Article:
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Fourth Circuit Holds that Disclosure to the Government is Not a “Public Disclosure” and Reinstates Long-Running Qui Tam Case

The United States Court of Appeals for the Fourth Circuit recently held that a disclosure outside of the government is required to trigger the False Claims Act’s public disclosure bar. The FCA’s public disclosure bar requires courts to dismiss a qui tam action if the action is based on information already made public, unless the relator bringing the action was the original source of the information.

In United States ex rel. Wilson v. Graham County Soil & Water Conservation Dist., Relator Karen Wilson alleged fraud in a federally-funded storm cleanup program in North Carolina. After discovering the fraud, Wilson wrote a letter to a government official disclosing her concerns. A few months later, a government agency prepared an audit report that included the information disclosed by Wilson. The report was distributed to other state and federal law agencies. Wilson’s case survived two trips to the Supreme Court and was most recently dismissed in district court for lack of jurisdiction based on the public disclosure bar.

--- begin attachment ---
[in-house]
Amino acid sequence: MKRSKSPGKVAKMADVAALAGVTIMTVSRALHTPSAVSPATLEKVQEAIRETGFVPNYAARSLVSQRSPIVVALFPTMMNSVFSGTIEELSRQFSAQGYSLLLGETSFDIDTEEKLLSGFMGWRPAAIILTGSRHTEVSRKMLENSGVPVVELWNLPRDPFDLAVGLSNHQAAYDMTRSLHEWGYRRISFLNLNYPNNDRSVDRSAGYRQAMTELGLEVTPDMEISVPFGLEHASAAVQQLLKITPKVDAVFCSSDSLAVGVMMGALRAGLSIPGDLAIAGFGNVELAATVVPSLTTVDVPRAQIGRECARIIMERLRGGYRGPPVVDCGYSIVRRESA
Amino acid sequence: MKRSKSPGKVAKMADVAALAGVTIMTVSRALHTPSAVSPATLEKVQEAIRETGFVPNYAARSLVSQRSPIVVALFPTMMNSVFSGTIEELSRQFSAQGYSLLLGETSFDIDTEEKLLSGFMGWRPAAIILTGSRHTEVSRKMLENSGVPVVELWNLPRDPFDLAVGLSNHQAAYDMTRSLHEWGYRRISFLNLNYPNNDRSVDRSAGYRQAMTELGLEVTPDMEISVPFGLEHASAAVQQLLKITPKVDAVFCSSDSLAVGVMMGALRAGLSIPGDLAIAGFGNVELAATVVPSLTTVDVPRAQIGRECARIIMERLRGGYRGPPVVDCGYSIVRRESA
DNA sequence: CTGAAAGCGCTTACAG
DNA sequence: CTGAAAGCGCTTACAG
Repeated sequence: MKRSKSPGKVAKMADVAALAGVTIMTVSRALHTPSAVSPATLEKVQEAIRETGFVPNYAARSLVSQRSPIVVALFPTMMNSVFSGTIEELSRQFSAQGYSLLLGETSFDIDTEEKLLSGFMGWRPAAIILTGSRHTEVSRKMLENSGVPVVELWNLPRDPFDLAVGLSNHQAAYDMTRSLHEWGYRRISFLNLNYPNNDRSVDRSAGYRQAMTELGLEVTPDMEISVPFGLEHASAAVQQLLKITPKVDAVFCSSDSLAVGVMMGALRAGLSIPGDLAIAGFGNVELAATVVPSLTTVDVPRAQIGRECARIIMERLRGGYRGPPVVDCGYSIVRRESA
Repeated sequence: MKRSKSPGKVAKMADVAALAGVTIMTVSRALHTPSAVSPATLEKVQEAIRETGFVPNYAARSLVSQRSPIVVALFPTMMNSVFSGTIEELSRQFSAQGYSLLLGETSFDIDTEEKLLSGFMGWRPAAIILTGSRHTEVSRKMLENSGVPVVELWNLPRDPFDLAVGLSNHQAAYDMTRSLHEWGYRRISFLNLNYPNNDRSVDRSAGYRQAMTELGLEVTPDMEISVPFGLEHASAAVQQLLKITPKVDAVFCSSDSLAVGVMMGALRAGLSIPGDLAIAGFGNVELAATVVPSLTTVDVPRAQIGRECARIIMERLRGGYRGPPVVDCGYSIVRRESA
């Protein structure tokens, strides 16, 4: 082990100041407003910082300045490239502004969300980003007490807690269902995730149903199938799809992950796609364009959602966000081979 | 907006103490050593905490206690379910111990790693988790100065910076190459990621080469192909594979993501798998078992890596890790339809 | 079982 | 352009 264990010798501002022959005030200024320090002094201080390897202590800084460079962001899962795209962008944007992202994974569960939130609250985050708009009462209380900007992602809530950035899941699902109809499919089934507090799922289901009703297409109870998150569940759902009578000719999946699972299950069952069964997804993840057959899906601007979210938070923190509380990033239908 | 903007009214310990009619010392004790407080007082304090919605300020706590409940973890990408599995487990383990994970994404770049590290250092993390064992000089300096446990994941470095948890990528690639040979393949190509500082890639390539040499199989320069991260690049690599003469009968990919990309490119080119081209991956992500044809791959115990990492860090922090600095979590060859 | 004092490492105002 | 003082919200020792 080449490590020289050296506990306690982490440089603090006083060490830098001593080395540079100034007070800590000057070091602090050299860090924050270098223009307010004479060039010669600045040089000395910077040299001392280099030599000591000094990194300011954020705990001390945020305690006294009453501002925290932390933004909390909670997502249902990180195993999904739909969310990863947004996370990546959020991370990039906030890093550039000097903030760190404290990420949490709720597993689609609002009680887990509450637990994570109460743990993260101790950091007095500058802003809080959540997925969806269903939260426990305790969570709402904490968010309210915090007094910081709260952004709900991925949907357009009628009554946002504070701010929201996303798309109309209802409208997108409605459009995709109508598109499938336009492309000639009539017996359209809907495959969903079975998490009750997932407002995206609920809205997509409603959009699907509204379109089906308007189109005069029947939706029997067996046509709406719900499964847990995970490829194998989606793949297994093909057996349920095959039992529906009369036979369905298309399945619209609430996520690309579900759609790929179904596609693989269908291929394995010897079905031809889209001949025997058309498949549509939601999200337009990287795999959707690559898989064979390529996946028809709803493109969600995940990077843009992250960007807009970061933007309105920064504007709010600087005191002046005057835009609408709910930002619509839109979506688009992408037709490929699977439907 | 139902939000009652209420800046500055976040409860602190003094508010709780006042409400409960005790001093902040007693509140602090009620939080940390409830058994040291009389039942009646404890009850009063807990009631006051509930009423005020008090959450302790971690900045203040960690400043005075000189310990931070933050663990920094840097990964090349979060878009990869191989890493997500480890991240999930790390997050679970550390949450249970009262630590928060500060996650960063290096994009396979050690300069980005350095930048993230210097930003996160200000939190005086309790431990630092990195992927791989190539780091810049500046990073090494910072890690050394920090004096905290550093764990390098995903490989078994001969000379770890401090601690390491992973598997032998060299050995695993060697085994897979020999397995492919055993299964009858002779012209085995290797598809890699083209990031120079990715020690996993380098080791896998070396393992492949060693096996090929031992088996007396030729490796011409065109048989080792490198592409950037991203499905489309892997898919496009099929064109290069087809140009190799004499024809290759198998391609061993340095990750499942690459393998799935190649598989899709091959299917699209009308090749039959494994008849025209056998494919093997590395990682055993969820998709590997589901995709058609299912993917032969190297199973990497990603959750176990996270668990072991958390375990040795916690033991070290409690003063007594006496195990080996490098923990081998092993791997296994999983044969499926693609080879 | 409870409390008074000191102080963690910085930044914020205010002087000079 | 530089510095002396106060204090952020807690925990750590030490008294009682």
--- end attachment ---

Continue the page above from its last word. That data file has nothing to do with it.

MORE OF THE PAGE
The district court relied on a Seventh Circuit case to dismiss Wilson’s complaint, holding that disclosure to a public official is sufficient to trigger the bar, absent a disclosure to the public at large. In its February 3, 2015 decision, the Fourth Circuit rejected the Seven Circuit’s approach and, falling in line with five other circuits, reasoned that Congress did not intend public disclosure to extend to disclosure to the government.

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